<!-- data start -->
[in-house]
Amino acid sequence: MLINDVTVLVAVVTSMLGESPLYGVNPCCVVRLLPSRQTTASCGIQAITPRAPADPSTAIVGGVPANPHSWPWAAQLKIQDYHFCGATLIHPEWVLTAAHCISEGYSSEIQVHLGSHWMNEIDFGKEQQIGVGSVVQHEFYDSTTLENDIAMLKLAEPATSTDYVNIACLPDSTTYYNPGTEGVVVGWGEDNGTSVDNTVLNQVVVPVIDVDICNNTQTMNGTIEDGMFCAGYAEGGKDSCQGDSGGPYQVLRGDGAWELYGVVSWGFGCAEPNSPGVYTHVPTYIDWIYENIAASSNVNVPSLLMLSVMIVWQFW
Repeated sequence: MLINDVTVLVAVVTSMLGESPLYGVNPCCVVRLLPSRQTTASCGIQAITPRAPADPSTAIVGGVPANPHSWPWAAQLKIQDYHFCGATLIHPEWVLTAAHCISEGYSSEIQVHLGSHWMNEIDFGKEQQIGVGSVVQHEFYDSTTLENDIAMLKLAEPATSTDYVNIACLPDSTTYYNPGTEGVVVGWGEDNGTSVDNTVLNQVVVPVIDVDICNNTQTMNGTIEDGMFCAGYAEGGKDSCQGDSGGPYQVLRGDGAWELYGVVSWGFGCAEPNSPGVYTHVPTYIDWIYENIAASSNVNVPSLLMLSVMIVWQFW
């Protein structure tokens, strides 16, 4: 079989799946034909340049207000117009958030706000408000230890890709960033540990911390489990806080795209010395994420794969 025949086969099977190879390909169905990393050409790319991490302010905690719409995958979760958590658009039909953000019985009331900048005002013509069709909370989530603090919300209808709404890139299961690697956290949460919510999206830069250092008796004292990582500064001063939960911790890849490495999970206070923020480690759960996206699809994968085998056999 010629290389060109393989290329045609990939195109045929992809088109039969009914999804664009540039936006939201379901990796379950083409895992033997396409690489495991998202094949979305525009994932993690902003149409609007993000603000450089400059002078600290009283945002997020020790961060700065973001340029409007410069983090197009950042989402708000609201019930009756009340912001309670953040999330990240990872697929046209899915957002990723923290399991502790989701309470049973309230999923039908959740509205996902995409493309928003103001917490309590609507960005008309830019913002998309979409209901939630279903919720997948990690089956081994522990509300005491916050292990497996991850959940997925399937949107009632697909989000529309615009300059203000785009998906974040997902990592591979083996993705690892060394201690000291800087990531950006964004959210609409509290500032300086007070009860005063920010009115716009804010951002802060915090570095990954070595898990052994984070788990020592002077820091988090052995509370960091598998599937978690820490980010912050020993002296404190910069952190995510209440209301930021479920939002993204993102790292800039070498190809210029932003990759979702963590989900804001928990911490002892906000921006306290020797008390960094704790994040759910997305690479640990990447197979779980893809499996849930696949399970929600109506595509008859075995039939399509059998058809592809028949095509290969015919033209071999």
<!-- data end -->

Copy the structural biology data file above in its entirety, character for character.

[in-house]
Amino acid sequence: MLINDVTVLVAVVTSMLGESPLYGVNPCCVVRLLPSRQTTASCGIQAITPRAPADPSTAIVGGVPANPHSWPWAAQLKIQDYHFCGATLIHPEWVLTAAHCISEGYSSEIQVHLGSHWMNEIDFGKEQQIGVGSVVQHEFYDSTTLENDIAMLKLAEPATSTDYVNIACLPDSTTYYNPGTEGVVVGWGEDNGTSVDNTVLNQVVVPVIDVDICNNTQTMNGTIEDGMFCAGYAEGGKDSCQGDSGGPYQVLRGDGAWELYGVVSWGFGCAEPNSPGVYTHVPTYIDWIYENIAASSNVNVPSLLMLSVMIVWQFW
Repeated sequence: MLINDVTVLVAVVTSMLGESPLYGVNPCCVVRLLPSRQTTASCGIQAITPRAPADPSTAIVGGVPANPHSWPWAAQLKIQDYHFCGATLIHPEWVLTAAHCISEGYSSEIQVHLGSHWMNEIDFGKEQQIGVGSVVQHEFYDSTTLENDIAMLKLAEPATSTDYVNIACLPDSTTYYNPGTEGVVVGWGEDNGTSVDNTVLNQVVVPVIDVDICNNTQTMNGTIEDGMFCAGYAEGGKDSCQGDSGGPYQVLRGDGAWELYGVVSWGFGCAEPNSPGVYTHVPTYIDWIYENIAASSNVNVPSLLMLSVMIVWQFW
């Protein structure tokens, strides 16, 4: 079989799946034909340049207000117009958030706000408000230890890709960033540990911390489990806080795209010395994420794969 025949086969099977190879390909169905990393050409790319991490302010905690719409995958979760958590658009039909953000019985009331900048005002013509069709909370989530603090919300209808709404890139299961690697956290949460919510999206830069250092008796004292990582500064001063939960911790890849490495999970206070923020480690759960996206699809994968085998056999 010629290389060109393989290329045609990939195109045929992809088109039969009914999804664009540039936006939201379901990796379950083409895992033997396409690489495991998202094949979305525009994932993690902003149409609007993000603000450089400059002078600290009283945002997020020790961060700065973001340029409007410069983090197009950042989402708000609201019930009756009340912001309670953040999330990240990872697929046209899915957002990723923290399991502790989701309470049973309230999923039908959740509205996902995409493309928003103001917490309590609507960005008309830019913002998309979409209901939630279903919720997948990690089956081994522990509300005491916050292990497996991850959940997925399937949107009632697909989000529309615009300059203000785009998906974040997902990592591979083996993705690892060394201690000291800087990531950006964004959210609409509290500032300086007070009860005063920010009115716009804010951002802060915090570095990954070595898990052994984070788990020592002077820091988090052995509370960091598998599937978690820490980010912050020993002296404190910069952190995510209440209301930021479920939002993204993102790292800039070498190809210029932003990759979702963590989900804001928990911490002892906000921006306290020797008390960094704790994040759910997305690479640990990447197979779980893809499996849930696949399970929600109506595509008859075995039939399509059998058809592809028949095509290969015919033209071999």